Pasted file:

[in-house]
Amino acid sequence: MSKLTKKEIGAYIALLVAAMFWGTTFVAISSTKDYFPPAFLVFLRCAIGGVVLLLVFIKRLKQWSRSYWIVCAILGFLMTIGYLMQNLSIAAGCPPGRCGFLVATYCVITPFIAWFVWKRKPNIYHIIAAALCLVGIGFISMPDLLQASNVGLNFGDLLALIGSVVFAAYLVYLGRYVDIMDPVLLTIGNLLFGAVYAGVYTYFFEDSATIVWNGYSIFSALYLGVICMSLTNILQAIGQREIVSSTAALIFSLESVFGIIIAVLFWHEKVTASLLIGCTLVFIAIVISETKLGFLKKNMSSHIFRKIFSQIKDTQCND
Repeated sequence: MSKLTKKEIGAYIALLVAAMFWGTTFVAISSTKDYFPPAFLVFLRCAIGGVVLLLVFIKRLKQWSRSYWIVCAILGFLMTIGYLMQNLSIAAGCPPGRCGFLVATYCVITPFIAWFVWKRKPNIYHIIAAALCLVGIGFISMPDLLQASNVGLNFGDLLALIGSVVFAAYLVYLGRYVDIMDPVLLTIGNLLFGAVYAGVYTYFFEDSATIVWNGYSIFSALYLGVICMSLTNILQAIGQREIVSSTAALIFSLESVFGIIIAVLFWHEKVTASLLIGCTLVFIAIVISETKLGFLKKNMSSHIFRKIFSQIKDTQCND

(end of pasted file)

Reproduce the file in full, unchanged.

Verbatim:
[in-house]
Amino acid sequence: MSKLTKKEIGAYIALLVAAMFWGTTFVAISSTKDYFPPAFLVFLRCAIGGVVLLLVFIKRLKQWSRSYWIVCAILGFLMTIGYLMQNLSIAAGCPPGRCGFLVATYCVITPFIAWFVWKRKPNIYHIIAAALCLVGIGFISMPDLLQASNVGLNFGDLLALIGSVVFAAYLVYLGRYVDIMDPVLLTIGNLLFGAVYAGVYTYFFEDSATIVWNGYSIFSALYLGVICMSLTNILQAIGQREIVSSTAALIFSLESVFGIIIAVLFWHEKVTASLLIGCTLVFIAIVISETKLGFLKKNMSSHIFRKIFSQIKDTQCND
Repeated sequence: MSKLTKKEIGAYIALLVAAMFWGTTFVAISSTKDYFPPAFLVFLRCAIGGVVLLLVFIKRLKQWSRSYWIVCAILGFLMTIGYLMQNLSIAAGCPPGRCGFLVATYCVITPFIAWFVWKRKPNIYHIIAAALCLVGIGFISMPDLLQASNVGLNFGDLLALIGSVVFAAYLVYLGRYVDIMDPVLLTIGNLLFGAVYAGVYTYFFEDSATIVWNGYSIFSALYLGVICMSLTNILQAIGQREIVSSTAALIFSLESVFGIIIAVLFWHEKVTASLLIGCTLVFIAIVISETKLGFLKKNMSSHIFRKIFSQIKDTQCND